In Python programming, sets are a powerful and versatile data type that allows developers to store collections of unique elements. Sets are unordered, iterable and mutable, which means they can be modified after creation. They are useful for a range of common programming tasks, such as removing duplicate items from a list, testing set membership and performing basic set operations like union and intersection. This Python tutorial on sets data type will guide you through the basics of sets, including how to create and manipulate sets, perform operations on sets and work with set methods. By the end of this tutorial, you will have a solid foundation in the sets data type in Python programming language.

Table of Contents :

  • What are Sets in Python
  • Creating Sets in Python
  • Different Set operations
  • Frozenset data type in Python

Note # : This is just an introductory tutorial on the topic - Sets Data type in Python.  We have a full section on Sets in Python in the intermediate section of this course. That section consists of a number of tutorials that cover this topic in full detail, explaining various set operations as well.  After going through this tutorial if you feel like studying python sets in detail, you'd like to go through our Sets in Python section.

What are Sets in Python

  • Set in Python is an unordered collection of unique elements. 
  • In other words Sets cannot have duplicate elements in Python.
  • Set data type is used to represent a collection of unique elements as a single object. 
  • The Set data type in Python is implemented using the  set  class.
  • A simple use case of using the set data type is storing Ids of all employees.
  • Set is a mutable data type.
  • Set can have elements of all data types.
  • Sets are unordered so indexing cannot be performed on a Set

Creating Sets in Python

  • A set can be created in two ways in Python
    • Enclosing elements within the curly brackets {}.
    • Creating instance of set() class.
  • Here are some examples of creating sets: 

# Creating a set using curly braces {}
s1 = {1, 2, 3}

# Creating an empty set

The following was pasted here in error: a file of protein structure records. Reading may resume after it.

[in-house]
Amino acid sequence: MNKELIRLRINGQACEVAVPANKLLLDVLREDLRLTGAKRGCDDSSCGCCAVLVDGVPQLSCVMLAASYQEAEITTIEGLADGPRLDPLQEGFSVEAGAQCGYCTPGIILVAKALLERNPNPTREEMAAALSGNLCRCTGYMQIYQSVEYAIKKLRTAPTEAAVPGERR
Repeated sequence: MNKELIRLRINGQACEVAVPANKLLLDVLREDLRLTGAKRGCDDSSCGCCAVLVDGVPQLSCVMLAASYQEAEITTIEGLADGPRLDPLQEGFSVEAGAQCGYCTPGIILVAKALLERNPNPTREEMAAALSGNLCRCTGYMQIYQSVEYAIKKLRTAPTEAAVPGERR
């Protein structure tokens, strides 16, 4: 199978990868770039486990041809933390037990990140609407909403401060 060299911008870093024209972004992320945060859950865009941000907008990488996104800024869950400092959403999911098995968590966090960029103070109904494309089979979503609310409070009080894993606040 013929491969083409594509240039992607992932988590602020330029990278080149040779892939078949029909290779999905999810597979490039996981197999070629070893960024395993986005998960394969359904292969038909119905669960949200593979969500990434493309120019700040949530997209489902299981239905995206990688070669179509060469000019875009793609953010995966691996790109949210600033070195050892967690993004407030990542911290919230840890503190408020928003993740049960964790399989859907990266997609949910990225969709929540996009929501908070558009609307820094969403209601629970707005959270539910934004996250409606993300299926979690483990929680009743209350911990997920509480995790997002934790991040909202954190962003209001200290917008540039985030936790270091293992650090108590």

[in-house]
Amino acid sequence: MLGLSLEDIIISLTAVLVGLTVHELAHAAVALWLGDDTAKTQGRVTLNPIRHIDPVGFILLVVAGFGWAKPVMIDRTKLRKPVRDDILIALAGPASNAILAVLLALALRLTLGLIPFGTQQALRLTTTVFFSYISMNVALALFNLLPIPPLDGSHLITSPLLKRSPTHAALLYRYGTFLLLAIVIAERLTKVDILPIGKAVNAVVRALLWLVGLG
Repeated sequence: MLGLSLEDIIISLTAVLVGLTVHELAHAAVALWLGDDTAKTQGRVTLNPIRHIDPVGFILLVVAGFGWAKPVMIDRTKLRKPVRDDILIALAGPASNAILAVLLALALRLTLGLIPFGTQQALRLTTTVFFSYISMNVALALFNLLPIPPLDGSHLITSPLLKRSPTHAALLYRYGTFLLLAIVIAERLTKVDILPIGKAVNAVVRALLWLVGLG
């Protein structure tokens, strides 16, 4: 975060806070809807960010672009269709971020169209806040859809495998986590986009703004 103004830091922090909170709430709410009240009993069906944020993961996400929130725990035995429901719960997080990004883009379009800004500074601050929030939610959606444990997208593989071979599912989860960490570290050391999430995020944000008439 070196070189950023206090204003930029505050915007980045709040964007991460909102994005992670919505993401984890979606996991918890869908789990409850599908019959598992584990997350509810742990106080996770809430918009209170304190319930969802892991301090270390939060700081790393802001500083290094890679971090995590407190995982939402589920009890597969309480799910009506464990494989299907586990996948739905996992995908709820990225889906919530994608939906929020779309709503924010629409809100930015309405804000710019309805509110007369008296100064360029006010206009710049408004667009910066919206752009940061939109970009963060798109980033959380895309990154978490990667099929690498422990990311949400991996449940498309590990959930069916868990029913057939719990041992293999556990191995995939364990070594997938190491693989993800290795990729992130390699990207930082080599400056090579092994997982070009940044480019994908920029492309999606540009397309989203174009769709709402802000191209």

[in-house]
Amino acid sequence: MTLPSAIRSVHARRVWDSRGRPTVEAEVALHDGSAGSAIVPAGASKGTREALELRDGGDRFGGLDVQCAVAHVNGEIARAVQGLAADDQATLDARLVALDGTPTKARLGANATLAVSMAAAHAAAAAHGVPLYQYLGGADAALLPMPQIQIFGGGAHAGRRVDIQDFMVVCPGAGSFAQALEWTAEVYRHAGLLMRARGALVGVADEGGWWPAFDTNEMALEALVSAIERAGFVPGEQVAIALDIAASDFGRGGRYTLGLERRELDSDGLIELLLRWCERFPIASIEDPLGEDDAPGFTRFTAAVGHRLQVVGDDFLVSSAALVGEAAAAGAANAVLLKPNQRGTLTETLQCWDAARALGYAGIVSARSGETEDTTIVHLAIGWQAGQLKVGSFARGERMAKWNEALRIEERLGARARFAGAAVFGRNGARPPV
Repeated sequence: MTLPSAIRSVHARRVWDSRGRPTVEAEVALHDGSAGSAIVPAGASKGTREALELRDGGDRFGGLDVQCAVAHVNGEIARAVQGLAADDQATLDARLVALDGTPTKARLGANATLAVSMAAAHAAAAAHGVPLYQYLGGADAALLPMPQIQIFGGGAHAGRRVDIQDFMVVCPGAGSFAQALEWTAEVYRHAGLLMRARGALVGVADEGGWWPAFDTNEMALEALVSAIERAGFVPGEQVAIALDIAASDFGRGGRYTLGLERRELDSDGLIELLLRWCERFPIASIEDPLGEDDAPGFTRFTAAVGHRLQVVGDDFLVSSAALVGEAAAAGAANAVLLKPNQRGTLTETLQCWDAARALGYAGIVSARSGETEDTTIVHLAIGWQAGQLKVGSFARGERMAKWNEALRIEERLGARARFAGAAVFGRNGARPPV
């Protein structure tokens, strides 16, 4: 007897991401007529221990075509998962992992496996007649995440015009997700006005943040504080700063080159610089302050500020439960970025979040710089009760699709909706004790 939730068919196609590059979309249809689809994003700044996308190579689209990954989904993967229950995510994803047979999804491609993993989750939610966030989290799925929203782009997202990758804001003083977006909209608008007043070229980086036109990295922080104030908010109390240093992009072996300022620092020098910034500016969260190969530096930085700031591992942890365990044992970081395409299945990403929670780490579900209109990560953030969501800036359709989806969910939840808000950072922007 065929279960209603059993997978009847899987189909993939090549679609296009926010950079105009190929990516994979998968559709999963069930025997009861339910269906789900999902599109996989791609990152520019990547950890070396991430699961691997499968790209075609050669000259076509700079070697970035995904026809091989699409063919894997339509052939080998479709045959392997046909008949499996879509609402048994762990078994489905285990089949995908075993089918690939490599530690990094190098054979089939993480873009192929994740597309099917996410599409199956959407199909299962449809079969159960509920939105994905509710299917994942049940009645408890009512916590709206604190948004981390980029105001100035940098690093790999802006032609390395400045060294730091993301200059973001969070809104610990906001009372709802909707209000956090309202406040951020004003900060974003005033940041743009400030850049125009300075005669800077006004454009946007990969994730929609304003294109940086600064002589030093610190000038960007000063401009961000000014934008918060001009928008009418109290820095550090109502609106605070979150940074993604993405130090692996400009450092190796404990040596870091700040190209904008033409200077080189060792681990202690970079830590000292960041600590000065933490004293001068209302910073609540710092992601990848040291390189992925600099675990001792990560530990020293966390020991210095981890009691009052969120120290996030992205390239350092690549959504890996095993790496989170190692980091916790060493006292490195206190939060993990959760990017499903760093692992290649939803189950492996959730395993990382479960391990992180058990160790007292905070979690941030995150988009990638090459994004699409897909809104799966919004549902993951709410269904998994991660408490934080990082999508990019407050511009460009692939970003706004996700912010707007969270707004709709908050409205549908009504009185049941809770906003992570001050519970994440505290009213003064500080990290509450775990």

s2 = set()

# Creating a set using the set() function
s3 = set([1, 2, 3])

# Creating a set from a list
s4 = set([1, 2, 3, 1, 2, 3])

# Creating a set from a tuple
s5 = set((1, 2, 3))

# Creating a set from a string
s6 = set("abc")

# Creating a set from a dictionary
s7 = set({"a": 1, "b": 2, "c": 3})

print("s1 = ", s1)
print("s2 = ", s2)
print("s3 = ", s3)
print("s4 = ", s4)
print("s5 = ", s5)
print("s6 = ", s6)
print("s7 = ", s7)

# Output
# s1 =  {1, 2, 3}
# s2 =  set()
# s3 =  {1, 2, 3}
# s4 =  {1, 2, 3}
# s5 =  {1, 2, 3}
# s6 =  {'a', 'b', 'c'}
# s7 =  {'a', 'b', 'c'}

Different Set operations

  • We can access the values in a set using a for loop

s1 = {1, 2, 3}
for value in s1:
  • We can check if a value is in a set using the in keyword

s1 = {1, 2, 3}
if 1 in s1:
    print("1 is in s1")
  • We can add values to a set using the add() method

s1 = {1, 2, 3}

  • We can remove values from a set using the remove() method

s1 = {1, 2, 3}

  • We can find the length of a set using the len() function

s1 = {1, 2, 3}

  • We can clear a set using the clear() method

s1 = {1, 2, 3}

Frozenset data type in Python

  • The frozenset data type creates an immutable Set.
  • Once created, a frozenset cant be changed.
  • The frozenset data type is implemented using a  frozenset   class in Python.
  • Code Sample :

fs = frozenset([1, 2, 3])
print(f"Data Type of fs is {type(fs)}")

# Output
# frozenset({1, 2, 3})
# Data Type of fs is <class 'frozenset'>


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